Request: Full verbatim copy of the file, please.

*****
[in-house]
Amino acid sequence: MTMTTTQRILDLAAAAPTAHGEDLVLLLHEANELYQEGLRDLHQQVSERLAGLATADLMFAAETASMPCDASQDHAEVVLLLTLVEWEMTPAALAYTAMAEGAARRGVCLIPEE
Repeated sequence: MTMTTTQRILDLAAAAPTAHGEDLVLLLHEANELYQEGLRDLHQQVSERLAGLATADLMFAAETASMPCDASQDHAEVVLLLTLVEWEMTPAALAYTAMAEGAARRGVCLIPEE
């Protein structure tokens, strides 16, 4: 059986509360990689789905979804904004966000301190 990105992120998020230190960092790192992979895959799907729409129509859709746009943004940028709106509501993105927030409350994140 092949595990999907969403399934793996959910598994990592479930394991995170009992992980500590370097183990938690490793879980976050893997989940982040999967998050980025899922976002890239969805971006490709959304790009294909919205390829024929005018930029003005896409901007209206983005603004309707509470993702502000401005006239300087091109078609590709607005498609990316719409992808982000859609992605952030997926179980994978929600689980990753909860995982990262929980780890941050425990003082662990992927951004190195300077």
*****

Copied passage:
[in-house]
Amino acid sequence: MTMTTTQRILDLAAAAPTAHGEDLVLLLHEANELYQEGLRDLHQQVSERLAGLATADLMFAAETASMPCDASQDHAEVVLLLTLVEWEMTPAALAYTAMAEGAARRGVCLIPEE
Repeated sequence: MTMTTTQRILDLAAAAPTAHGEDLVLLLHEANELYQEGLRDLHQQVSERLAGLATADLMFAAETASMPCDASQDHAEVVLLLTLVEWEMTPAALAYTAMAEGAARRGVCLIPEE
């Protein structure tokens, strides 16, 4: 059986509360990689789905979804904004966000301190 990105992120998020230190960092790192992979895959799907729409129509859709746009943004940028709106509501993105927030409350994140 092949595990999907969403399934793996959910598994990592479930394991995170009992992980500590370097183990938690490793879980976050893997989940982040999967998050980025899922976002890239969805971006490709959304790009294909919205390829024929005018930029003005896409901007209206983005603004309707509470993702502000401005006239300087091109078609590709607005498609990316719409992808982000859609992605952030997926179980994978929600689980990753909860995982990262929980780890941050425990003082662990992927951004190195300077």